Fighter jet crash in San Diego

  • #26
FredGarvin
Science Advisor
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10 miles in an F-18, even with one engine operable is not a big distance. Andre, how did you guys calculate your final approach distances?

Did this pilot underestimate the trouble with the second engine? If so, I can't imagine a twin engine aricraft with one engine out being a "land ASAP" situation. I would believe that it would be a "land as soon as practical" scenario (assuming one good engine) which is not the same thing. Maybe the fixed wing guys don't have that decision to make.

No doubt about it though...a bad decision.
 
  • #27
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I had a neighbor in San Diego who had this one go right over his house as it was crashing.

http://upload.wikimedia.org/wikipedia/en/thumb/7/7b/W780925-1.jpg/230px-W780925-1.jpg [Broken]
http://en.wikipedia.org/wiki/PSA_Flight_182

Still shaken by the event a few years later, he said that he could see the terror on the faces of the people in the windows as it went over.
blah, I feel sick after reading that wiki page :frown:
 
Last edited:
  • #28
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10 miles in an F-18, even with one engine operable is not a big distance. Andre, how did you guys calculate your final approach distances?
True, 2-3 minutes flying, however coming from the south he was already on long finals while for homebase he had to fly an additional 6-10 miles to a final approach fix some 6-10 miles out at the extended centerline of the runway. That is 6 miles in The Netherlands (tight) and 10 miles in the USA. So all in all it would have taken 7-10 minutes longer,

Did this pilot underestimate the trouble with the second engine? If so, I can't imagine a twin engine aricraft with one engine out being a "land ASAP" situation. I would believe that it would be a "land as soon as practical" scenario (assuming one good engine) which is not the same thing. Maybe the fixed wing guys don't have that decision to make.

No doubt about it though...a bad decision.
The excess power of the F404 engine is not something to cheer about. You simply don't have the autority to do much with one engine out. Also you never know for sure why one engine is out and you loose all redundancy in electrical/hydraulical systems, only one generator/pump left. Therefore SOP = land as soon as possible (not 'practicable'), at least it was in my days.
 
  • #29
mgb_phys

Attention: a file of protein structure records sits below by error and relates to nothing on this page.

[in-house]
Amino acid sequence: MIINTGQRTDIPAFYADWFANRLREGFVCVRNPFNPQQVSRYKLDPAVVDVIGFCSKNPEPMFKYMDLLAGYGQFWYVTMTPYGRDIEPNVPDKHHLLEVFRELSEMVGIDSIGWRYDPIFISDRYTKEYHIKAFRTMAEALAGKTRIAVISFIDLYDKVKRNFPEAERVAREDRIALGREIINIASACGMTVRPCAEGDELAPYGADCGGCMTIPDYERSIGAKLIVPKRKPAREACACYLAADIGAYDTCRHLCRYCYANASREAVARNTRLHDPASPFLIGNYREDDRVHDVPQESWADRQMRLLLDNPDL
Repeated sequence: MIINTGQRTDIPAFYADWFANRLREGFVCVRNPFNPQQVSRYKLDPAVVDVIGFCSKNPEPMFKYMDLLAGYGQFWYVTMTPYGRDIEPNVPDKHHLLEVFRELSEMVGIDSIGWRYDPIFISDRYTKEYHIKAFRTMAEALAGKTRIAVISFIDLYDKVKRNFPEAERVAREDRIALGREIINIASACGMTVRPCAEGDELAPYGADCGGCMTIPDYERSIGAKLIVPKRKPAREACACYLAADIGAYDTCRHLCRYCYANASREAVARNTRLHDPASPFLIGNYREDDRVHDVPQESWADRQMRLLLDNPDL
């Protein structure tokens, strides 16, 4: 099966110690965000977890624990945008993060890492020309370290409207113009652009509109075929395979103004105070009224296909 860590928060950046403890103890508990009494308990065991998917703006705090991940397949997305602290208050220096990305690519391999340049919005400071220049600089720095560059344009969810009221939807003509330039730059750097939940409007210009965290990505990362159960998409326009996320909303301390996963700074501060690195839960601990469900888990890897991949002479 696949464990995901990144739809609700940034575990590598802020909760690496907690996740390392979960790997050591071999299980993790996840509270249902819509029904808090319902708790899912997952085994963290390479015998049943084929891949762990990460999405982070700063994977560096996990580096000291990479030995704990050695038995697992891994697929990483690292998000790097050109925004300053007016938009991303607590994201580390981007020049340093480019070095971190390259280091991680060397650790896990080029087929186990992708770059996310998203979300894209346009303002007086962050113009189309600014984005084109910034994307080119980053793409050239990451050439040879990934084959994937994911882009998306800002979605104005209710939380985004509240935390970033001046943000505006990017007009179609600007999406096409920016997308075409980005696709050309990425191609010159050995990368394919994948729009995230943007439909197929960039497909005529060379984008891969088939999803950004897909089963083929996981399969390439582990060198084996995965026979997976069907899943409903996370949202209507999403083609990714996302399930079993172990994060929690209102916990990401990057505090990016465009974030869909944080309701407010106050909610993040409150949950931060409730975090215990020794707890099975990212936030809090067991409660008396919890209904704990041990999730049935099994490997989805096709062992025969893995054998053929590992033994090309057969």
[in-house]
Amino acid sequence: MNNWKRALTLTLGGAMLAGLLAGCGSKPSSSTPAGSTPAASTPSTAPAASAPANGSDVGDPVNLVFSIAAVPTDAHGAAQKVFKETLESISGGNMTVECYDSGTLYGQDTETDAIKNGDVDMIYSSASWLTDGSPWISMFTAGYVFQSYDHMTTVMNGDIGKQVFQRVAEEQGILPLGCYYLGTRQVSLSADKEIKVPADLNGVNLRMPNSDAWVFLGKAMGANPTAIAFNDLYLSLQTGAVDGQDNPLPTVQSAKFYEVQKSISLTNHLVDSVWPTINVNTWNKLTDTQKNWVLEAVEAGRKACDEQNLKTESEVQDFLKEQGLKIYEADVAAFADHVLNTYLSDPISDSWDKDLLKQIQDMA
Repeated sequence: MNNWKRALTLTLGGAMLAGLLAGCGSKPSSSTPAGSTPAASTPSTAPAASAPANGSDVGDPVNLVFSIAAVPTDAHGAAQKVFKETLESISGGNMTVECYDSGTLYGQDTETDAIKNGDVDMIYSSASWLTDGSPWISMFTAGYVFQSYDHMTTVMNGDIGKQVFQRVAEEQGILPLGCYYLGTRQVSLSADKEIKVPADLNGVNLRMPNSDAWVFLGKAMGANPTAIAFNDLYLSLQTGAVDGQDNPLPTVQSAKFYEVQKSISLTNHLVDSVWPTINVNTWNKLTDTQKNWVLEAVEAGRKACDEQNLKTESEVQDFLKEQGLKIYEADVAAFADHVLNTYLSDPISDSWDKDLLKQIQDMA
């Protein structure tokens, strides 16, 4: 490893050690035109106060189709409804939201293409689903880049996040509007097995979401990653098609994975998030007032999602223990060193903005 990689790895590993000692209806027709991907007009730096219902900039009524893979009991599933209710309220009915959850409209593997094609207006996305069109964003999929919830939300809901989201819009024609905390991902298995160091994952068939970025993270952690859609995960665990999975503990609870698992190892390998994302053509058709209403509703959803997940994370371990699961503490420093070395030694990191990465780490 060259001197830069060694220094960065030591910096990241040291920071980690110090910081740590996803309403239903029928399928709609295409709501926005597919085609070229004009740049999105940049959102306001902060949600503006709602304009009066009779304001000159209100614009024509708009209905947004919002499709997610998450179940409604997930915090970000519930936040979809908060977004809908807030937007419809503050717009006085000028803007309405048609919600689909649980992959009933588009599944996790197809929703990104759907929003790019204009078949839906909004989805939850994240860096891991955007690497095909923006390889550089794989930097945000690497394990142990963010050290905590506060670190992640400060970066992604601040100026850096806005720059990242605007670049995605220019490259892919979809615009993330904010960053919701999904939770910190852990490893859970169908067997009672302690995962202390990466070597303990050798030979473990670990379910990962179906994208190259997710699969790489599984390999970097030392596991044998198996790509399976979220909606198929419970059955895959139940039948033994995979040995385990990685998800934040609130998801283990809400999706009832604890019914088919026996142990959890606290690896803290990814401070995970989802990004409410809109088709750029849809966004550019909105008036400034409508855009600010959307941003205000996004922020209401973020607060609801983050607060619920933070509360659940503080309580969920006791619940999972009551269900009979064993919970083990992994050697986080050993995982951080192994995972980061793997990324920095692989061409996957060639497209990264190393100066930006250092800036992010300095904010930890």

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Andre,
Is there a general SOP that takes into account where you are?
Like just pointing the plane out to sea and pulling the big red lever.
It wastes a $50M aircraft and ejecting isn't exactly pleasant for the pilot but if it avoids putting a fuel (and potentially weapon) loaded aircraft into the middle of a city.
 
  • #30
Astronuc
Staff Emeritus
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from the article I cited,
It's difficult to determine the pilot's precise location from the tapes, but he reported his position as 20 miles south of Coronado, flying at 13,000 feet with 20 to 30 minutes of fuel remaining, less than a minute before he was asked by controllers if he wanted to land at Coronado, according to the recordings.
The pilot was about 20 south of Coronado over the ocean, and that is 30 miles south of Miramar, which is 10 miles north of Coronado.

He should have put in at Coronado, which is on the water. He didn't need to fly over a residential area, and he could have landed before the second engine quit.
 
  • #31
191
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Hmmm... he has an engine out with the option to land at a closer airport and decides to take it over a residential neighborhood? If this is the case I hope he gets some serious prison time... decades not months.
 
  • #32
LowlyPion
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But in the simulators no one gets killed when they eject over suburban neighborhoods.
 
  • #33
Vanadium 50
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We should place blame in the right place. Or places. The pilot was instructed by his squadron commander to land at Miramar, as the runway there is longer. The fact that there were problems in the fuel transfer system were known in July, and the aircraft flew 146 more flights without it being rectified.
 

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